Both functions work to improve sales force productivity and support reps throughout the sales process. How can we differentiate the two?
Helping busy sellers stay on top of the product and company information is hard enough. But it gets even tougher if your sales training content puts them to sleep.
As new research is published on the sales profession, we’re faced with new data about what it takes for today’s reps to succeed.
Most sales enablement leaders haven’t been practitioners for very long. Kara Underwood is a big exception.
Sixty-two percent of companies say they’re ineffective at onboarding new sales reps, according to the Sales Management Association.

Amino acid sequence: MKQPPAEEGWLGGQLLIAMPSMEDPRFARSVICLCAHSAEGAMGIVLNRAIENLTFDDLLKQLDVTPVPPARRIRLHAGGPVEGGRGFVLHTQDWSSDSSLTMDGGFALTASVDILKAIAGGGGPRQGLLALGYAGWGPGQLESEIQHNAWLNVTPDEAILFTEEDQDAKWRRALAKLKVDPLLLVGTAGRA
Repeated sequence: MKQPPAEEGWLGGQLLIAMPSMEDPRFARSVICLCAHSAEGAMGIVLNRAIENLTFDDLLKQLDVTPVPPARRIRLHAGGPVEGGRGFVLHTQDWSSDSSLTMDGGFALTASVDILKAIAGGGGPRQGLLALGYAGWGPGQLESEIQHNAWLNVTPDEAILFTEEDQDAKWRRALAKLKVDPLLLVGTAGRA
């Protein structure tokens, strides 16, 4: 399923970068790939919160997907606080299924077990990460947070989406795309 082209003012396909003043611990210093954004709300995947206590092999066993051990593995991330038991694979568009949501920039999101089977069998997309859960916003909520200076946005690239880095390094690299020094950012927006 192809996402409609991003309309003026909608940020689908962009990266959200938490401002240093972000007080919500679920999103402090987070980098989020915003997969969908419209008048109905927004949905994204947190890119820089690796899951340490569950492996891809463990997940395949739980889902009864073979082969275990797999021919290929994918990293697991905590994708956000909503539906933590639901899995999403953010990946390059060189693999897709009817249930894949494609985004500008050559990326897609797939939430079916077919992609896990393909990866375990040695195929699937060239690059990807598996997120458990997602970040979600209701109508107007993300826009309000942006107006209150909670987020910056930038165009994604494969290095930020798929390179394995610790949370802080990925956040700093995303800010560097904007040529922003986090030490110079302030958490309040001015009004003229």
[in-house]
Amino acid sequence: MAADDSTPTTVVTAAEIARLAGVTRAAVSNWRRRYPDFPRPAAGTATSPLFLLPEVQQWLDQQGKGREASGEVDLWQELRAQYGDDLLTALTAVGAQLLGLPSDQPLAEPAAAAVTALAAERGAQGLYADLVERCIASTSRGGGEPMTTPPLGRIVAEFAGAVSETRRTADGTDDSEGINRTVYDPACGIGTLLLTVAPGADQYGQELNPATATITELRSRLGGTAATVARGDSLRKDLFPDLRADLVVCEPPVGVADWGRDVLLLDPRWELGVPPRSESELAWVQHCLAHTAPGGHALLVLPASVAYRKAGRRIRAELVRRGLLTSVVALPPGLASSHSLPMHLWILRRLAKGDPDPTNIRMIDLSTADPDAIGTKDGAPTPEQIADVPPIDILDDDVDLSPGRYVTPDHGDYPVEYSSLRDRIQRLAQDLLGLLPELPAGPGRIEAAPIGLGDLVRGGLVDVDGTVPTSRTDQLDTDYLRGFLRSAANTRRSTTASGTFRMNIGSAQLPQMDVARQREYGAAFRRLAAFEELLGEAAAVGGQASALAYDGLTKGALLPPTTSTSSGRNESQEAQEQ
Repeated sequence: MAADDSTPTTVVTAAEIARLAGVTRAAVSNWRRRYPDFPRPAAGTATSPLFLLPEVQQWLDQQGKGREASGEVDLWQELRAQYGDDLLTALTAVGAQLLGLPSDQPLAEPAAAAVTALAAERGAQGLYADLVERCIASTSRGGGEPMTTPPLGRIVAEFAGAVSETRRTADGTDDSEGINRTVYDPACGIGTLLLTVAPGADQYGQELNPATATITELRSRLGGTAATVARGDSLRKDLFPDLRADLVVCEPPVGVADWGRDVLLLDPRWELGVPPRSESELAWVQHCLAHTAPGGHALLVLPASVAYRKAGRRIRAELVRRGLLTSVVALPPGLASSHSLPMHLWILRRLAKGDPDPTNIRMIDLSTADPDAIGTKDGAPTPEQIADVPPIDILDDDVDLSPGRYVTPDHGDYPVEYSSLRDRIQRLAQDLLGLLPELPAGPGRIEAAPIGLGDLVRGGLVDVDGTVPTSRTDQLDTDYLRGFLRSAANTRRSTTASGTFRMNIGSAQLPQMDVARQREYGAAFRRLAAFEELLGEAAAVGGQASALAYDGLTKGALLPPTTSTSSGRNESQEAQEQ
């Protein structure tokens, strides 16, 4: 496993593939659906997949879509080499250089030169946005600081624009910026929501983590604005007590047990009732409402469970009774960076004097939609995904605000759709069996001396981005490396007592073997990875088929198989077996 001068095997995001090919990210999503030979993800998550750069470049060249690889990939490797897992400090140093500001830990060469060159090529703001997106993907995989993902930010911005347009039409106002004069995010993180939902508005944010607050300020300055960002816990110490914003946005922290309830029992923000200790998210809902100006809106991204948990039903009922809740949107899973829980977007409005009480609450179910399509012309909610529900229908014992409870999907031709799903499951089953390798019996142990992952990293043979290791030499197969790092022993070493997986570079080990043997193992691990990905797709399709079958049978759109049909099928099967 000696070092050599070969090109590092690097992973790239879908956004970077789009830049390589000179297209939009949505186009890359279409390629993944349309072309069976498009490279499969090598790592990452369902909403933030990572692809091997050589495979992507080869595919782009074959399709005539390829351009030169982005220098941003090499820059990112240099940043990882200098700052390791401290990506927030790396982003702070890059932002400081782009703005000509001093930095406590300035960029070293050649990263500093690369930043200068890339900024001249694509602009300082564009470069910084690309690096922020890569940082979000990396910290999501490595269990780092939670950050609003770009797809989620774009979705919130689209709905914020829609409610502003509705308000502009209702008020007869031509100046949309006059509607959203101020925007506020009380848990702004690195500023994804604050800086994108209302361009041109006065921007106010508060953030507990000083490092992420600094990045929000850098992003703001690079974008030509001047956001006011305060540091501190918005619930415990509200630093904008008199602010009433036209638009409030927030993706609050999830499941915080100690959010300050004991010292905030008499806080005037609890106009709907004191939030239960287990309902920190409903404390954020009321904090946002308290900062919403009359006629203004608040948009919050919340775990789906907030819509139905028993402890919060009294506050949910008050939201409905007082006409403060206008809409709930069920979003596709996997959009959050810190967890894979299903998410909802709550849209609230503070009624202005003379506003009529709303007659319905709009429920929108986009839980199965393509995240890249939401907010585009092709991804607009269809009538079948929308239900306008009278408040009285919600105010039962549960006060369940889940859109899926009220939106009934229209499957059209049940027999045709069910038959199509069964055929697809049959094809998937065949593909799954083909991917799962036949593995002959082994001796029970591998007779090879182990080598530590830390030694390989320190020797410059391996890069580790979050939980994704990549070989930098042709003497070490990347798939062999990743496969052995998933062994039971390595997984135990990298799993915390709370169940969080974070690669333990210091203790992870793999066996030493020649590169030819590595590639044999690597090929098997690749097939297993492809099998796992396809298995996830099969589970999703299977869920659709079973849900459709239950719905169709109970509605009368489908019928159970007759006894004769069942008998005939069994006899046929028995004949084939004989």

Finding the right sales talent isn’t easy – but even when you hire the perfect candidate, keeping them for the long-term can be a whole different challenge
Running a sales enablement function by yourself can be pretty daunting. But Tactile Medical's Lisa Mauri Thomas has been there and done that.
Establishing a culture of "perfect practice" can get to the heart of what helps reps deliver value to buyers and close more deals: sales readiness.
Today’s medical device reps have a lot on their plates, but the right technology help them have better buyer conversations.
There's no question that many more sales enablement teams exist today than even 5 or 6 years ago. Here's why so many companies are hopping on the sales enablement bandwagon.
Selling is hard enough, but without the right people in place, ensuring your sales organization hits its numbers and increases company revenue becomes even more difficult.
Gamification is one way to get reps engaged in sales training content. But engaging and learning are two different things.